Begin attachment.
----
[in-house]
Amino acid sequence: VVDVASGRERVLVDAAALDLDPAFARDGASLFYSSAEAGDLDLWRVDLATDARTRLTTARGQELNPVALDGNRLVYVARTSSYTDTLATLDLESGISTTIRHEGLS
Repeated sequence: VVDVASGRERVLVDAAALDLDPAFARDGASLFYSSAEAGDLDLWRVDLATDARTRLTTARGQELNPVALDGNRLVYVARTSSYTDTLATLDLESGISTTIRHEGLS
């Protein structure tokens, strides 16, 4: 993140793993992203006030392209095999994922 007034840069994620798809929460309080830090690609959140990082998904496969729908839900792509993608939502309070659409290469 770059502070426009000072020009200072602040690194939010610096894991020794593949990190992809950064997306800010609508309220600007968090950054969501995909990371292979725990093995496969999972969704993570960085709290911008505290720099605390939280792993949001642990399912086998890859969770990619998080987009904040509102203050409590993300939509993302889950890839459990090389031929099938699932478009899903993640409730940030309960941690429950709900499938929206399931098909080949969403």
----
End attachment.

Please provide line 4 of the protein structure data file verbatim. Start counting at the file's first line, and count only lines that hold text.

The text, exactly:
């Protein structure tokens, strides 16, 4: 993140793993992203006030392209095999994922 007034840069994620798809929460309080830090690609959140990082998904496969729908839900792509993608939502309070659409290469 770059502070426009000072020009200072602040690194939010610096894991020794593949990190992809950064997306800010609508309220600007968090950054969501995909990371292979725990093995496969999972969704993570960085709290911008505290720099605390939280792993949001642990399912086998890859969770990619998080987009904040509102203050409590993300939509993302889950890839459990090389031929099938699932478009899903993640409730940030309960941690429950709900499938929206399931098909080949969403």